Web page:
Hunstanton is a large seaside town in Norfolk, England, facing The Wash. The classification of Hunstanton as "east coast" makes the town unique in that it is the only east coast seaside resort in England where the sun can be seen to set over the sea. Hunstanton is also well known for its stratified, fossiliferous cliffs: lower reddish sandstone is topped by a white chalk.
The town is of prehistoric origin. In 1970, evidence of neolithic settlement was found.
In 1846, Henry Styleman Le Strange, a local landowner, decided that he'd like to turn Hunstanton into a holiday resort. Many new buildings were built, mostly in warm Norfolk carrstone. Following the death of Henry Le Strange, the project was successfully continued by his son. Hunstanton today is home to a fairground, aquarium and seal sanctuary, leisure pool, theatre, large caravan parks with amenities (Searle's Holiday Park opened in 1936), a number of amusement arcades, and a long promenade. In good weather, boats run by Searle's carry tourists out to view grey seals which have colonised sand bars both in The Wash and to the north of Norfolk. The centrepiece of the town is a large sloping green, which runs from one end of the high street to the promenade. Until gutted by fire in 1972, a pier also connected to the green.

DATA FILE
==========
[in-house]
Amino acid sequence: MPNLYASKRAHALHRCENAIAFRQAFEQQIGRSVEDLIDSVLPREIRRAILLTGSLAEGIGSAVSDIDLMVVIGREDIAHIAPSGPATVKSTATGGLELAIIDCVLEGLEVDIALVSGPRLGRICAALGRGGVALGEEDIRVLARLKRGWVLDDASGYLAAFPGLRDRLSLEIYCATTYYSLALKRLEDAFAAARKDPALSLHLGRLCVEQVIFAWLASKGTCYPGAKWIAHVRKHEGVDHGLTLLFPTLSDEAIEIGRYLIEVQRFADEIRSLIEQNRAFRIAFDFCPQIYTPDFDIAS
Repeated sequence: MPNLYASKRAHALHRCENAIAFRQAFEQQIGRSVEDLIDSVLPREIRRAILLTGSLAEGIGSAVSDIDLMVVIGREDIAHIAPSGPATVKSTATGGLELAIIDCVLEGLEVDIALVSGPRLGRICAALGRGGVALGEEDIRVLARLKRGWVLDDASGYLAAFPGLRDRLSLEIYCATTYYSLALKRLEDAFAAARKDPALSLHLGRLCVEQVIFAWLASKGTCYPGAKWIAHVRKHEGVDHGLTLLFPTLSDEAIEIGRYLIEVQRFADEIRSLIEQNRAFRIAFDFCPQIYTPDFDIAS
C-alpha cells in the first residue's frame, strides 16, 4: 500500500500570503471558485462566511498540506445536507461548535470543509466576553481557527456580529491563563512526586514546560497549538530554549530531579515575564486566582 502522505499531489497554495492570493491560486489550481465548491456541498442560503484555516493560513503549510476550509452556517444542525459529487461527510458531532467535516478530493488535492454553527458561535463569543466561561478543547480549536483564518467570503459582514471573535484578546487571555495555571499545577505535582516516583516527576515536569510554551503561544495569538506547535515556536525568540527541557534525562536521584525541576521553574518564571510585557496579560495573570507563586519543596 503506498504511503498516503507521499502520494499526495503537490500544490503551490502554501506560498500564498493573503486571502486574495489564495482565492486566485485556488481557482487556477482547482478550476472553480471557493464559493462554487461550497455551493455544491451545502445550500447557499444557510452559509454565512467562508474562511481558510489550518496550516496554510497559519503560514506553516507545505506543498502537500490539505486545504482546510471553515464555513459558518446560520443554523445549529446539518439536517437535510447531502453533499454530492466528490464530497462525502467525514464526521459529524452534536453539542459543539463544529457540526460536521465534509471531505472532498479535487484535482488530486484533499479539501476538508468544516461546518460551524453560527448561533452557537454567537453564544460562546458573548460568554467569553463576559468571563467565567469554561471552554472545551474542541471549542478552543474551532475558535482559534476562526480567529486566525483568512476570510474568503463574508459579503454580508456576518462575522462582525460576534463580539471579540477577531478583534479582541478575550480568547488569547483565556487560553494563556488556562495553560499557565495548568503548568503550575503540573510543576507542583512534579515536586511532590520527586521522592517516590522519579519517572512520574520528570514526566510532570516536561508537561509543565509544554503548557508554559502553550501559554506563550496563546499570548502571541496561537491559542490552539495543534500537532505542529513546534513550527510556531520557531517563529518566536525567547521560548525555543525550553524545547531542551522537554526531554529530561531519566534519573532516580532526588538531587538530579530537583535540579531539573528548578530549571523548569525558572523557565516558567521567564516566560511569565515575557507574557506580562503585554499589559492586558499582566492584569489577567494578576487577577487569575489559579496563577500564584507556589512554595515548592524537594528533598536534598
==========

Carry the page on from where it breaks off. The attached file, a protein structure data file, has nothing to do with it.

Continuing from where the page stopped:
The original, pre-Le Strange settlement of Hunstanton is now known as Old Hunstanton, adjoining the north of the larger resort. The quiet character of Old Hunstanton remains distinct from and complements that of its busy sibling, with clifftop walks past a disused lighthouse and the ruins of St. Edmund's Chapel, built in 1272.
Although summer crowds tend to flock to Hunstanton in smaller numbers now than are evidenced in 1980s' postcards of the promenade and beach, the popularity of the town as a tourist destination for day-trippers and holidaymakers has nevertheless endured, weathering the decline of the British seaside resort. Indeed, during the 1990s, businesses in villages south of Hunstanton (Dersingham, Ingoldisthorpe and Snettisham) complained of a loss in trade after being bypassed by the A149, which carries heavy Hunstanton-bound traffic; while in 2004, the Hunstanton lifeboats were the busiest in Norfolk  (http://new.edp24.co.uk/search/story.aspx?brand=EDPOnline&category=News&itemid=NOED09%20Jan%202005%2020:00:19:443&tBrand=EDPOnline&tCategory=search&archive=0).
The countryside surrounding Hunstanton is hillier than most of Norfolk, and as sparsely populated, the only nearby large settlement being King's Lynn, 12 miles to the south. The catchment area of Hunstanton's day-trippers includes the remote Fenland of South-West Norfolk, South Lincolnshire and North Cambridgeshire, and the Midlands beyond it. Holidaymakers are attracted by nearby Sandringham (the Queen's winter residence), Castle Rising, the Burnhams (birthplace of Lord Nelson) and the RSPB reserves at nearby Titchwell.
In 1910, a book "The Rocks of Hunstanton and its Neigbourhood" by J.F. Jackson was published by The Premier Press.